Research Article

Higher Glycemic Exposure at the Time of Diagnosis of Diabetes after Kidney Transplant may be Associated with Reduced Patient Survival

Peng Chin Kek1,*, Hong Chang Tan1, Terence Yi Shern Kee2, Su-Yen Goh1, Yong Mong Bee1
1Department of Endocrinology, Singapore General Hospital, Singapore
2Department of Renal Medicine, Singapore General Hospital, Singapore
*Corresponding author:

Peng Chin Kek, Department of Endocrinology, Singapore General Hospital, Outram Road, Singapore 169608, Telephone: 65-63214654, Fax: 65-62273576, Email: kek.peng.chin@sgh.com.sg

Keywords:

Diabetes mellitus, Glycemic exposure, Kidney transplantation, New onset diabetes

Post-transplant diabetes mellitus (PTDM) is a serious metabolic complication of kidney transplantation that is associated with higher rates of graft failure, cardiovascular disease, and death. The aim of this study was to determine the association between higher HbA1c at diagnosis of the PTDM with long-term graft and patient survival after kidney transplantation. A retrospective review of solitary kidney recipients transplanted was done. Of the 388 eligible patients, PTDM was reported in 94 participants (24.2%). HbA1c was not available in 33 and were excluded from analysis. Mean HbA1c and glucose level at diagnosis were 9.0 ± 3.1% and 20.9 ± 15.1 mmol/l. Of the 61 participants analyzed, 33 (54.1%) had HbA1c ≥ 8.0%. Participants with HbA1c ≥ 8.0% had poorer long-term survival (seven deaths) using Kaplan-Meier analysis (p=0.041) compared to those with HbA1c < 8.0% (one death). Overall survival was 97.0%, 78.2%, and 54.1% at one, five, and 10 years post-transplant for those with HbA1c ≥ 8.0% in comparison to 100.0%, 96.2%, and 96.2% for those with HbA1c < 8.0%. No difference in graft survival was noted.

Our data suggest that the higher degree of glycemic exposure at the onset of diabetes may be associated with a poorer long-term survival. Monitoring of glucose levels post-transplantation is important to avoid high glycemic exposure.

PTDM: Post-Transplant Diabetes, USRDS: United States Renal Data System, UKPDS: United Kingdom Prospective Diabetes Study

Post-transplant diabetes (PTDM) is a common problem after renal transplant. A meta-analysis of observational studies and randomized controlled trials show that the cumulative incidence of PTDM at one year post-transplantation varies from 2 to 50% [1]. This wide estimate is largely due to the various definitions of PTDM used in the earlier studies. In recent years, data from the United States Renal Data System (USRDS) studies demonstrate an augmented PTDM incidence of 14–16% in the first transplant year after kidney transplant, declining thereafter to an annual incidence of 4–6% similar to pre-transplantation baseline. The cumulative incidence is 24% at three years after transplantation [2,3]. We have previously reported cumulative incidences of PTDM after one, three, and five years post-renal transplantation as 15.8%, 22.8%, and 24.5% respectively [4]. PTDM is a serious metabolic complication of kidney transplantation that predisposes patients to graft dysfunction, cardiovascular disease, and death.1, 2 Data from USRDS demonstrates that PTDM is associated with an 87% increased risk of mortality (P < 0.001), a 63% increased risk of graft failure (P < 0.0001), and a 46% increased risk of death-censored graft failure (P < 0.0001) compared of patients without PTDM [3]. This is supported by our earlier report in the Singaporean population [4]. Although PTDM has been associated with greater mortality and morbidity, the effect of the magnitude/severity glycemic exposure at the time of diagnosis on graft survival and mortality is unclear. A strong association between greater glycemic exposures with mortality has been demonstrated in the United Kingdom Prospective Diabetes Study (UKPDS). A higher HbA1C among individuals with newly diagnosed T2DM in the UKPDS was associated with higher all-cause mortality [5]. Thus, we believe that similar effects are seen in the PTDM population and higher glycemic exposure at the time of diagnosis, as indicated by a greater HbA1C, would adversely affect graft survival and mortality. In this study, we aim to study the effect of greater of glycemic exposure at diagnosis of PTDM on long-term graft and patient survival after kidney transplantation in our center.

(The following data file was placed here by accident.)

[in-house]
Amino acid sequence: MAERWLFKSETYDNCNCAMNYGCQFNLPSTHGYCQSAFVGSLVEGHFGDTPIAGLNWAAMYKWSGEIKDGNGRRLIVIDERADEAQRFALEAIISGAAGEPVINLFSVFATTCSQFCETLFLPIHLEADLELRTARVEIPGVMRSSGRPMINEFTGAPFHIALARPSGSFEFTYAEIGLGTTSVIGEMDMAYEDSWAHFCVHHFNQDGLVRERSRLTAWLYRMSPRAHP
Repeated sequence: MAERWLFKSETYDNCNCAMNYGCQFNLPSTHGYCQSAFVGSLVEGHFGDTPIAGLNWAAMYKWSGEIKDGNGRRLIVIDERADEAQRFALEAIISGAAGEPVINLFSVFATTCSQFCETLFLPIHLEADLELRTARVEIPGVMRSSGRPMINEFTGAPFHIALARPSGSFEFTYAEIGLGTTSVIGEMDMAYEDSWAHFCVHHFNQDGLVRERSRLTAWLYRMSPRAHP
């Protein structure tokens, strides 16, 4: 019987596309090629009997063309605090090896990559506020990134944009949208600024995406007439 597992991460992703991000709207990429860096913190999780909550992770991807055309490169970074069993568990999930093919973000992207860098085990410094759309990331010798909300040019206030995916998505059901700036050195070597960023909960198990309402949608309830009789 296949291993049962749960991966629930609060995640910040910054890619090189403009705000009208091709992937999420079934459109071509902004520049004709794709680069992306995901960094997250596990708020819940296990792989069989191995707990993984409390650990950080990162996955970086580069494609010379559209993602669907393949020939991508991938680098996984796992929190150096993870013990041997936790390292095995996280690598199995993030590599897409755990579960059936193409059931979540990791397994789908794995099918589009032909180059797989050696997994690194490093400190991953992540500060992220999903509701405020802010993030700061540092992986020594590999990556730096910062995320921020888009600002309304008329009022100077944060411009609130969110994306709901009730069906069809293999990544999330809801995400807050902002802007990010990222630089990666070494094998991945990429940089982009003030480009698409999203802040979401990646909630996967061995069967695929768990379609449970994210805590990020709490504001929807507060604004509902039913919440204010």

This was a single center retrospective review of solitary kidney allograft recipients transplanted in our hospital between 1 January 1998 and 31 December 2007. A total of 432 patients were transplanted during this 10-year period of which 388 were eligible for this study. Reasons for exclusion were pre-existing diabetes mellitus (n=16), death within the first two weeks after transplantation (n=3), graft loss within the first two weeks after transplantation (n=10), and follow-up duration of less than six months (n=15). Data were collected retrospectively from transplant charts and electronic medical records (EMR) according to institutional ethical guidelines. Pre-transplant information obtained from the participants included age at transplantation, gender, ethnicity, height, weight, calculated body mass index (BMI), time in renal replacement therapy, type of renal replacement therapy, hepatitis C status at time of transplant, human leukocyte antigen (HLA) phenotype, total number of HLA mismatches, donor type, age, and gender. Post-transplant information included type of immunosuppressive drugs that was started after transplantation (intention-to-treat), acute rejections, cytomegalovirus infection status, duration of follow-up, and duration of graft and patient survival.